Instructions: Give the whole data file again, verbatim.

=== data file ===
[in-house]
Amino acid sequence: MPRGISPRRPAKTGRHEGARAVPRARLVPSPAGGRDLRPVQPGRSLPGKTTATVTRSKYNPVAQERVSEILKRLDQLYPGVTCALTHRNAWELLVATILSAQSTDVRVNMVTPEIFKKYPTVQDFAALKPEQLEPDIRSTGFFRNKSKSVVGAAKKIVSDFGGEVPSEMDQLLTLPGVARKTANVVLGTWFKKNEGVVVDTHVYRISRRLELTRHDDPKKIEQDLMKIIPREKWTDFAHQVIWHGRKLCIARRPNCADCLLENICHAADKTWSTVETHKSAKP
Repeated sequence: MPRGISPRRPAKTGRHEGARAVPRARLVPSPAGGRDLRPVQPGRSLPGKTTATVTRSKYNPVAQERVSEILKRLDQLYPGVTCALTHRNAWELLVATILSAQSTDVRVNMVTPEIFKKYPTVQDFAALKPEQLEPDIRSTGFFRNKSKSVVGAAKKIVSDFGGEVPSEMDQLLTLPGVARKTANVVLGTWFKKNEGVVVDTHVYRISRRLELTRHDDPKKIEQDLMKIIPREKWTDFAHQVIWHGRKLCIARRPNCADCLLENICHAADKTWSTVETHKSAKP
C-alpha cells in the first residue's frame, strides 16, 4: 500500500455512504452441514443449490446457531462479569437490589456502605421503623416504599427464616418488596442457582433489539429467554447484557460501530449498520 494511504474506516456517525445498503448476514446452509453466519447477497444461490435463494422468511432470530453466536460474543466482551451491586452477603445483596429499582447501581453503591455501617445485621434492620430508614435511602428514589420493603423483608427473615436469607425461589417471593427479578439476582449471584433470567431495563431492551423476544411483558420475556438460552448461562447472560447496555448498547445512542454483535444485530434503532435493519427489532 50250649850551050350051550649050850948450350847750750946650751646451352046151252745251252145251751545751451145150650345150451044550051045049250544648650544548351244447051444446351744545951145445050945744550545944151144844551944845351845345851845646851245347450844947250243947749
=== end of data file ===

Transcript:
[in-house]
Amino acid sequence: MPRGISPRRPAKTGRHEGARAVPRARLVPSPAGGRDLRPVQPGRSLPGKTTATVTRSKYNPVAQERVSEILKRLDQLYPGVTCALTHRNAWELLVATILSAQSTDVRVNMVTPEIFKKYPTVQDFAALKPEQLEPDIRSTGFFRNKSKSVVGAAKKIVSDFGGEVPSEMDQLLTLPGVARKTANVVLGTWFKKNEGVVVDTHVYRISRRLELTRHDDPKKIEQDLMKIIPREKWTDFAHQVIWHGRKLCIARRPNCADCLLENICHAADKTWSTVETHKSAKP
Repeated sequence: MPRGISPRRPAKTGRHEGARAVPRARLVPSPAGGRDLRPVQPGRSLPGKTTATVTRSKYNPVAQERVSEILKRLDQLYPGVTCALTHRNAWELLVATILSAQSTDVRVNMVTPEIFKKYPTVQDFAALKPEQLEPDIRSTGFFRNKSKSVVGAAKKIVSDFGGEVPSEMDQLLTLPGVARKTANVVLGTWFKKNEGVVVDTHVYRISRRLELTRHDDPKKIEQDLMKIIPREKWTDFAHQVIWHGRKLCIARRPNCADCLLENICHAADKTWSTVETHKSAKP
C-alpha cells in the first residue's frame, strides 16, 4: 500500500455512504452441514443449490446457531462479569437490589456502605421503623416504599427464616418488596442457582433489539429467554447484557460501530449498520 494511504474506516456517525445498503448476514446452509453466519447477497444461490435463494422468511432470530453466536460474543466482551451491586452477603445483596429499582447501581453503591455501617445485621434492620430508614435511602428514589420493603423483608427473615436469607425461589417471593427479578439476582449471584433470567431495563431492551423476544411483558420475556438460552448461562447472560447496555448498547445512542454483535444485530434503532435493519427489532 50250649850551050350051550649050850948450350847750750946650751646451352046151252745251252145251751545751451145150650345150451044550051045049250544648650544548351244447051444446351744545951145445050945744550545944151144844551944845351845345851845646851245347450844947250243947749